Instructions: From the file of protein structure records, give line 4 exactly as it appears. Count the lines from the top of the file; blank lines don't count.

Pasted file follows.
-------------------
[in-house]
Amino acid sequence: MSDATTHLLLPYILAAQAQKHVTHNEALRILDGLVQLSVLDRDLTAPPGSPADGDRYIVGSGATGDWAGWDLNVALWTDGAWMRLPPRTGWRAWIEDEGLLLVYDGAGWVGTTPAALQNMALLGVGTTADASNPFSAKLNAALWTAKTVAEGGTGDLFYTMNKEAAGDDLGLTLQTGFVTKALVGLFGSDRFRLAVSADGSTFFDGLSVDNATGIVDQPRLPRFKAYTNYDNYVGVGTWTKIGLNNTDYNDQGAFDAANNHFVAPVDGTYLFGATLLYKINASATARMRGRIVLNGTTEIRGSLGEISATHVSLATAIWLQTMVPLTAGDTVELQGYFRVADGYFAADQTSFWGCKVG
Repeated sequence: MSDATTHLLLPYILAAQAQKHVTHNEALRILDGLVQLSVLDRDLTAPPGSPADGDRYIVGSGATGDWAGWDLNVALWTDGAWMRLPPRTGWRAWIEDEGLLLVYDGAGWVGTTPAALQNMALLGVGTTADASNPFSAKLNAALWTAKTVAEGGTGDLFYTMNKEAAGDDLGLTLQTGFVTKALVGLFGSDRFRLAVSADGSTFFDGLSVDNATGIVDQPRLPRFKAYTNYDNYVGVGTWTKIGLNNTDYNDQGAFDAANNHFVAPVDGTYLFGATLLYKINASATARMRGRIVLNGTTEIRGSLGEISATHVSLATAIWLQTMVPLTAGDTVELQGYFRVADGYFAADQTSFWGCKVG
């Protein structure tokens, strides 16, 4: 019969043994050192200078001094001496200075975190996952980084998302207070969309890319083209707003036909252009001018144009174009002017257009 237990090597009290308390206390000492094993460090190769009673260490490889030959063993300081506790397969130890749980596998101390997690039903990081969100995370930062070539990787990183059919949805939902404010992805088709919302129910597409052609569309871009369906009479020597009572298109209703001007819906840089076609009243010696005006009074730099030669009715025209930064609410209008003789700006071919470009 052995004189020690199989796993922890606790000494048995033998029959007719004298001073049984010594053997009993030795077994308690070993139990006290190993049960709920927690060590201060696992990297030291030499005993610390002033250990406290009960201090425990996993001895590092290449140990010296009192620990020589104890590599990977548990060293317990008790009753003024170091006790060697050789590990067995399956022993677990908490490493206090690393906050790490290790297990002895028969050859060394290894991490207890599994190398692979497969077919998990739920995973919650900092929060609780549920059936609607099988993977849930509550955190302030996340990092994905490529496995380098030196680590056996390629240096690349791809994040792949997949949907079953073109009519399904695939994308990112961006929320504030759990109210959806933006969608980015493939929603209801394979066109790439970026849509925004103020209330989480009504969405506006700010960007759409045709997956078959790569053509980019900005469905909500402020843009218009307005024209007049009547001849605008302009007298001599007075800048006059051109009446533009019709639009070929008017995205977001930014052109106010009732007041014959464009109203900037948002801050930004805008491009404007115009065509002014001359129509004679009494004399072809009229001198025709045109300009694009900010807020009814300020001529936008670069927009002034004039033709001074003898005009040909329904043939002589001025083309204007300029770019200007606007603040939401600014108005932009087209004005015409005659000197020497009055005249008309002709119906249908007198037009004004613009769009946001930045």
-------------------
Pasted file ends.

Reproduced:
């Protein structure tokens, strides 16, 4: 019969043994050192200078001094001496200075975190996952980084998302207070969309890319083209707003036909252009001018144009174009002017257009 237990090597009290308390206390000492094993460090190769009673260490490889030959063993300081506790397969130890749980596998101390997690039903990081969100995370930062070539990787990183059919949805939902404010992805088709919302129910597409052609569309871009369906009479020597009572298109209703001007819906840089076609009243010696005006009074730099030669009715025209930064609410209008003789700006071919470009 052995004189020690199989796993922890606790000494048995033998029959007719004298001073049984010594053997009993030795077994308690070993139990006290190993049960709920927690060590201060696992990297030291030499005993610390002033250990406290009960201090425990996993001895590092290449140990010296009192620990020589104890590599990977548990060293317990008790009753003024170091006790060697050789590990067995399956022993677990908490490493206090690393906050790490290790297990002895028969050859060394290894991490207890599994190398692979497969077919998990739920995973919650900092929060609780549920059936609607099988993977849930509550955190302030996340990092994905490529496995380098030196680590056996390629240096690349791809994040792949997949949907079953073109009519399904695939994308990112961006929320504030759990109210959806933006969608980015493939929603209801394979066109790439970026849509925004103020209330989480009504969405506006700010960007759409045709997956078959790569053509980019900005469905909500402020843009218009307005024209007049009547001849605008302009007298001599007075800048006059051109009446533009019709639009070929008017995205977001930014052109106010009732007041014959464009109203900037948002801050930004805008491009404007115009065509002014001359129509004679009494004399072809009229001198025709045109300009694009900010807020009814300020001529936008670069927009002034004039033709001074003898005009040909329904043939002589001025083309204007300029770019200007606007603040939401600014108005932009087209004005015409005659000197020497009055005249008309002709119906249908007198037009004004613009769009946001930045």